We headed out to find a restaurant open or even someone to tell where we might find one! The guard at the marina told us that they locked the marina gates at 7PM,   which would have left us on the outside of the fence and the dinghy on the inside. Good thing Maryse had thought to ask! We headed back to Ambition with a plan to return in the morning for Immigration.
Both Cruise ships left the dock before 7PM and with them gone the breakwater they had provided left also! The bay became noticeably more rolly but nowhere near as bad as St Barth.

Sunday morning by 9AM we were back at the cruise ship dock area – the only thing moving here was the birds and one or two security people. A real ghost town completely shuttered – even the casino was locked up tight!

After a short wait we did meet with Immigration and filled out more forms and stamp passports.

The Circus

We took advantage of the quiet of the Sunday morning for our walkabout through town. All the shops were closed not even a coffee shop open. A real collision of both British and French architecture and city design. 

They even have in the town center a circle called The Circus modelled after Piccadilly in London. All the activity that we found was around all of the many churches. The folks all impeccably dressed for the morning masses and congregations. Very impressive indeed!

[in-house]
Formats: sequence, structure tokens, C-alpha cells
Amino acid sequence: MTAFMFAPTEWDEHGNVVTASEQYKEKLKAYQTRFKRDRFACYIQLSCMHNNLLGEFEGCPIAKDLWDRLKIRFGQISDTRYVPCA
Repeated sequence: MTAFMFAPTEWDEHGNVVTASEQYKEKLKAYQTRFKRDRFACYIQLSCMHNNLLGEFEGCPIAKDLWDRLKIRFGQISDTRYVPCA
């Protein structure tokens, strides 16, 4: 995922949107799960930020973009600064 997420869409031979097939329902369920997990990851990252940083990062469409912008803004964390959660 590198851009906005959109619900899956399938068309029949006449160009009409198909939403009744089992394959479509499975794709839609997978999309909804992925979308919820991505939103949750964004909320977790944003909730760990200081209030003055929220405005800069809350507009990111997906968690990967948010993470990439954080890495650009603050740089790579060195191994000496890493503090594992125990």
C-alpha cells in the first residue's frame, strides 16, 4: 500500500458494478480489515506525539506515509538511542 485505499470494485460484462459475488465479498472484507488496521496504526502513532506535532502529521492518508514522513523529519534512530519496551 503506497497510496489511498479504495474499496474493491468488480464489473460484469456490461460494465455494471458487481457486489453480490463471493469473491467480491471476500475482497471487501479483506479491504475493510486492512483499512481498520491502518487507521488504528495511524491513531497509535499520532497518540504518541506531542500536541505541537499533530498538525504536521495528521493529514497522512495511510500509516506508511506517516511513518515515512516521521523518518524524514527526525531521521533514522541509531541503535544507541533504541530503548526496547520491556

Independence Square

I really had my heart set on visiting the fort that we had seen from the water yesterday and with a bit of hunting we found a taxi that would provide a city guided tour, a trip to Brimstone Hill Fortress. Our guide Rolly  was a wealth of information as we toured his home town. St Kitts remains a very religious island and everyone is still respectful of the Sunday as a day off for everyone – except a few taxi drivers!

St Kitts was the first British captured and controlled island in the Caribbean in the early 1600’s. French settlers joined with the British and ended up dividing the island giving the French the north and south ends and the British controlling the center sections! Soon after they massacred  in one day over 2000 Carib Indians at a canyon now called Blood Point – you can just imagine where it got its name.  The British and French spent the next 150 years fighting each other until the Treaty of Versailles  gave total control to the British and the French packed up and left for friendlier islands!
On to Brimstone Hill Fortress which, in 1999 was granted status as a UNESCO World Heritage site. There is only one narrow and winding road up to the fort and it quickly becomes apparent that the restoration of this fort has been exceptionally done even though work continues in many areas.  We spent at least 90 minutes wandering through the fort. AMAZING!!!!

Can't Imagine a hot summer night! 

Officers Quarters 

Green = Fertility, Red = Blood. Yellow = Sunshine and Two Stars for St Kits and Nevis

Rolly dropped us back at the marina and we gladly paid him the US$60 plus tip that he charged us for the 4+ hour tour. 

Back on board, we pulled up anchor and headed further south – from the water it is evident that the southern end of the island is populated by more wealth and newer homes.  Can’t help but notice that since this end of the island is not blessed with the tall mountain peaks, the hills are no where near as green as the northern end . We dropped the anchor again in White House Bay – nicely protected from ocean swells and once again we cross paths with Caffe Latte!